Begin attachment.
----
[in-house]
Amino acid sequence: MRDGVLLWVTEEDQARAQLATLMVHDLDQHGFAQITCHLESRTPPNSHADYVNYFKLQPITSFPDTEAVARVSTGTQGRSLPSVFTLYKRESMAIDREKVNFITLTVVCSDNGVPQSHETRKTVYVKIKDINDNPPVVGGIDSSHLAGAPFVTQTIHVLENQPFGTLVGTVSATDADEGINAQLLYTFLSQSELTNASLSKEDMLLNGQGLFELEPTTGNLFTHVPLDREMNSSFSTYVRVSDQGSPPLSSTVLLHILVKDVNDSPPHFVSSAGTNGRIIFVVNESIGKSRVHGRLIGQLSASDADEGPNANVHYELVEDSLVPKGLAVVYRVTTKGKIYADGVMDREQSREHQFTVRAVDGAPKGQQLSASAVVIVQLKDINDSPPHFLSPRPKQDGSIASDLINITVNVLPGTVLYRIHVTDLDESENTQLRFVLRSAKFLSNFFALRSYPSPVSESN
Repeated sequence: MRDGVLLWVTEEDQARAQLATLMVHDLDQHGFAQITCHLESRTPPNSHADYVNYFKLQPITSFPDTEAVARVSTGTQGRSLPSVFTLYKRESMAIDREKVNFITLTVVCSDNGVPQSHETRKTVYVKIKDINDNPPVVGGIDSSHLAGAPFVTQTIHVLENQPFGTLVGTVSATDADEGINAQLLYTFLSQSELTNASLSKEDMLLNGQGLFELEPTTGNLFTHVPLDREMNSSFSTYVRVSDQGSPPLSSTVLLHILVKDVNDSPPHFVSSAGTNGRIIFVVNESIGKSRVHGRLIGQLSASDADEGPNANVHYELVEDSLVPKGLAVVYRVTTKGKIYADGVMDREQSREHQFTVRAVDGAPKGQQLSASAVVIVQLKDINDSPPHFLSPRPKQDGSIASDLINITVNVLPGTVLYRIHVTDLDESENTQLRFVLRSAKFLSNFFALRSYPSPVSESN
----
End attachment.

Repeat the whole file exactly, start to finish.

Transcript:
[in-house]
Amino acid sequence: MRDGVLLWVTEEDQARAQLATLMVHDLDQHGFAQITCHLESRTPPNSHADYVNYFKLQPITSFPDTEAVARVSTGTQGRSLPSVFTLYKRESMAIDREKVNFITLTVVCSDNGVPQSHETRKTVYVKIKDINDNPPVVGGIDSSHLAGAPFVTQTIHVLENQPFGTLVGTVSATDADEGINAQLLYTFLSQSELTNASLSKEDMLLNGQGLFELEPTTGNLFTHVPLDREMNSSFSTYVRVSDQGSPPLSSTVLLHILVKDVNDSPPHFVSSAGTNGRIIFVVNESIGKSRVHGRLIGQLSASDADEGPNANVHYELVEDSLVPKGLAVVYRVTTKGKIYADGVMDREQSREHQFTVRAVDGAPKGQQLSASAVVIVQLKDINDSPPHFLSPRPKQDGSIASDLINITVNVLPGTVLYRIHVTDLDESENTQLRFVLRSAKFLSNFFALRSYPSPVSESN
Repeated sequence: MRDGVLLWVTEEDQARAQLATLMVHDLDQHGFAQITCHLESRTPPNSHADYVNYFKLQPITSFPDTEAVARVSTGTQGRSLPSVFTLYKRESMAIDREKVNFITLTVVCSDNGVPQSHETRKTVYVKIKDINDNPPVVGGIDSSHLAGAPFVTQTIHVLENQPFGTLVGTVSATDADEGINAQLLYTFLSQSELTNASLSKEDMLLNGQGLFELEPTTGNLFTHVPLDREMNSSFSTYVRVSDQGSPPLSSTVLLHILVKDVNDSPPHFVSSAGTNGRIIFVVNESIGKSRVHGRLIGQLSASDADEGPNANVHYELVEDSLVPKGLAVVYRVTTKGKIYADGVMDREQSREHQFTVRAVDGAPKGQQLSASAVVIVQLKDINDSPPHFLSPRPKQDGSIASDLINITVNVLPGTVLYRIHVTDLDESENTQLRFVLRSAKFLSNFFALRSYPSPVSESN